I look forward to someday stepping into that diner and sitting down next to a fit fellow enjoying some nonfat yogurt and fruit or maybe some oatmeal. He’ll have just come from a long walk along a new path built with the help of his local town and committed community volunteers. He will be proudly smoke free, a moderate drinker and happy to be living in such a beautiful place. When I ask him if tobacco use remains a concern, he won’t hesitate.

“We’ve got to keep at it,” he will say. “There are too many lives at stake.”

Original article published in the Portland Press Herald, December 27, 2015.

Going Mainstream: Online Sharing of Test Results With Patients

This post is the full essay published in the journal Cancer Cytopathology. The journal editor invited me to submit a piece for their “Clinician’s Corner” section, focused on patient online access to their rest results. Who could refuse?! Thanks to @CancerCytopath for making this open access & available to the public. The paper and journal can be accessed here and here.

Outside the walls of medicine, seismic shifts are affecting how health professionals do their jobs and how the public experiences care. People are harnessing information previously outside their reach and are connecting with one another online in ways not imagined a few years ago. With ready access to the Internet and the use of always-on devices, expectations have never been higher for the availability of health-related information and online services.

Inside health care, events are converging to make personal health data more transparent and accessible to patients. The Health Insurance Portability and Accountability Act secures the right for consumers to access their health data despite many who remain unfamiliar with the law and the cumbersome—and potentially costly—process for patients to obtain records. Meaningful-use incentives promote electronic health record (EHR) investment, which creates building blocks on which data can be collected and shared digitally. The advent of secure online patient portals offers a way to share data with patients. With the growth of portals, patients can access their health information and communicate with their health care teams from the comfort of their homes and the convenience of their lives.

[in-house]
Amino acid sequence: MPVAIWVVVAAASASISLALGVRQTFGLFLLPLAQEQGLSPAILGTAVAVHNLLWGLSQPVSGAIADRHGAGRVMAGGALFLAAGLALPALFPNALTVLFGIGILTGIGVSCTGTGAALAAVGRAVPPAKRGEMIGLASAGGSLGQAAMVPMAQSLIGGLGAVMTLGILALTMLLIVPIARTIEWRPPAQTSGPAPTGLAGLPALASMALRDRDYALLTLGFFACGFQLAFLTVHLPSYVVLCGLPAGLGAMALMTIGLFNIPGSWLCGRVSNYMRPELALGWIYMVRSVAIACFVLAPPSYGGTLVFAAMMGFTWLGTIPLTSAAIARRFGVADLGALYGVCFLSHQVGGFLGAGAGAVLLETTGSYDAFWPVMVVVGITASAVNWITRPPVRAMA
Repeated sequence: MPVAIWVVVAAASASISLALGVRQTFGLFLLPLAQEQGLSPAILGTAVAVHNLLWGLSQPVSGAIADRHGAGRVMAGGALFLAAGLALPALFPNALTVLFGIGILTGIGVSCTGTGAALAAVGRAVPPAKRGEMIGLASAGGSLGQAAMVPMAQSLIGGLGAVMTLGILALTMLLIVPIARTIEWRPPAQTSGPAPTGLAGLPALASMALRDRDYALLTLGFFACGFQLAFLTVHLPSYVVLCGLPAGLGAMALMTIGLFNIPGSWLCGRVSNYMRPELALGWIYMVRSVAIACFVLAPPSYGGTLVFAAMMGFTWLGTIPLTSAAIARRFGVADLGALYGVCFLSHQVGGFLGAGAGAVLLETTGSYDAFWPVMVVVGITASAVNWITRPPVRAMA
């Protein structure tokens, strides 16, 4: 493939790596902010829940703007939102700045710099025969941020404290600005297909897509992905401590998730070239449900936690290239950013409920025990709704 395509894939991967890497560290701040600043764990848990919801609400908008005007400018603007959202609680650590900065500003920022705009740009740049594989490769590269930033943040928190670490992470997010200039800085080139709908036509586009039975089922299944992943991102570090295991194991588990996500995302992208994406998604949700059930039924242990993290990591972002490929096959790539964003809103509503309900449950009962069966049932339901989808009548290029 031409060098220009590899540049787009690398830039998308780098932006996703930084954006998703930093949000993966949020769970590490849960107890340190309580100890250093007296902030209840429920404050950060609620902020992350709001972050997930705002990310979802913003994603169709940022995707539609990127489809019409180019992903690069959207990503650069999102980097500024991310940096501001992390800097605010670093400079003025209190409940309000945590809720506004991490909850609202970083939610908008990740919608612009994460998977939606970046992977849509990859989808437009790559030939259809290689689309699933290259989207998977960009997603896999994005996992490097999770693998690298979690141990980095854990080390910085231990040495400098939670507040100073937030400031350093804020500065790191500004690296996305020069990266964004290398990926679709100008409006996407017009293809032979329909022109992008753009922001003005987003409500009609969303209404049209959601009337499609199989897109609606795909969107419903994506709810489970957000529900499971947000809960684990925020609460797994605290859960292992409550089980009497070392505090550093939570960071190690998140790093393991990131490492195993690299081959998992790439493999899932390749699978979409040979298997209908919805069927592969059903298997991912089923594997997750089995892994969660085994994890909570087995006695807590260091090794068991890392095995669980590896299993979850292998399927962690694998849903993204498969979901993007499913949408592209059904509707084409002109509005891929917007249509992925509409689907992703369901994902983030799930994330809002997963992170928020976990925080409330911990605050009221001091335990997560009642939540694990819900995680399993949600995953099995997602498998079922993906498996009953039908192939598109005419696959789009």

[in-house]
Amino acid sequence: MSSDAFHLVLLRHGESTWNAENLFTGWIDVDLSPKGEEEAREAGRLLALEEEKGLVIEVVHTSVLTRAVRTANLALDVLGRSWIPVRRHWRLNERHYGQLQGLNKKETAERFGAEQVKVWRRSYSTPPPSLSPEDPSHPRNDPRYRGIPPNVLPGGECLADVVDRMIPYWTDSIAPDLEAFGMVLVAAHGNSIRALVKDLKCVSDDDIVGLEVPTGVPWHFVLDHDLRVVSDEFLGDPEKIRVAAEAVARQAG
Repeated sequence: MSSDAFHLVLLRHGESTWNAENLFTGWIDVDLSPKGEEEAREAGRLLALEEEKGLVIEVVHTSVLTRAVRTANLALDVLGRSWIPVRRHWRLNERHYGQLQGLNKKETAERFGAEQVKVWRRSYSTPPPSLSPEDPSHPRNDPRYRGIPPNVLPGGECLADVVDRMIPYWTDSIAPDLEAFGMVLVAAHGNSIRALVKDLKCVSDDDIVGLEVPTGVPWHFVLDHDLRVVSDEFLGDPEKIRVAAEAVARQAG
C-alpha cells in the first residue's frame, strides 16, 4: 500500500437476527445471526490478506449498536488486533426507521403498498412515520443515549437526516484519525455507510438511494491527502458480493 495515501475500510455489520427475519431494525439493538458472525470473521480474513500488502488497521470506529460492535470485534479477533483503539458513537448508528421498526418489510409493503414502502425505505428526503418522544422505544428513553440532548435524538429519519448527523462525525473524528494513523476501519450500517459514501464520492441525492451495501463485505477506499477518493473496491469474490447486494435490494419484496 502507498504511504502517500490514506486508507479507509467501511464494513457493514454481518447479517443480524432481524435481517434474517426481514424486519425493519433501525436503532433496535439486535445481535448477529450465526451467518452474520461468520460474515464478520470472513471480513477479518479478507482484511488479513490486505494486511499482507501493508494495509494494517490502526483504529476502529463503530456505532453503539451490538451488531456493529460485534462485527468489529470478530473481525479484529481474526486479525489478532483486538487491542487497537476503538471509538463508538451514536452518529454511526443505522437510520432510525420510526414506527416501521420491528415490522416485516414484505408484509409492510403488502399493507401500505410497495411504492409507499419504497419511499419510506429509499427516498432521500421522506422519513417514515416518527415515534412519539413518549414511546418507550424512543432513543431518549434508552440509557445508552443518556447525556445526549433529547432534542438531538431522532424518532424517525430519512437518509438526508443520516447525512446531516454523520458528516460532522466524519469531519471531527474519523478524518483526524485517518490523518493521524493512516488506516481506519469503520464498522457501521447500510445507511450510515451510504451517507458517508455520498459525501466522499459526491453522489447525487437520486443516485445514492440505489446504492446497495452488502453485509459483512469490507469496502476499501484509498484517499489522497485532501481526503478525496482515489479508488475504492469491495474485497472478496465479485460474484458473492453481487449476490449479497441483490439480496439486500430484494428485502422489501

Health systems that promote transparency by offering patients remote data access have a desire to improve quality and safety and hope to gain efficiency. The use of online secure patient portals has been associated with higher levels of patient satisfaction and access to care. With emerging research demonstrating that individuals actively involved in their health and their health care achieve better health,[1] patient portals are poised to improve outcomes. Customarily positioned as information gatekeepers who operate through in-person encounters, clinicians are ever more expected to work in an environment of shared EHR data and virtual communication.

Almost 10 years ago, Kaiser Permanente introduced online access to laboratory test results, and currently, more than 7 of 10 members have registered for the kp.org website. Viewing laboratory results is the most frequent user activity, and this is followed by secure e-mail, medication refilling, and appointment scheduling. In a survey examining the emotional reactions of portal users who accessed laboratory test results online, responders felt high levels of appreciation, calm, and relief; few experienced worry, confusion, or fear.[2] The study was notable in that patients who had discussions with their provider about result expectations reported more relief and satisfaction and less confusion than patients who did not speak with their physicians before viewing their results.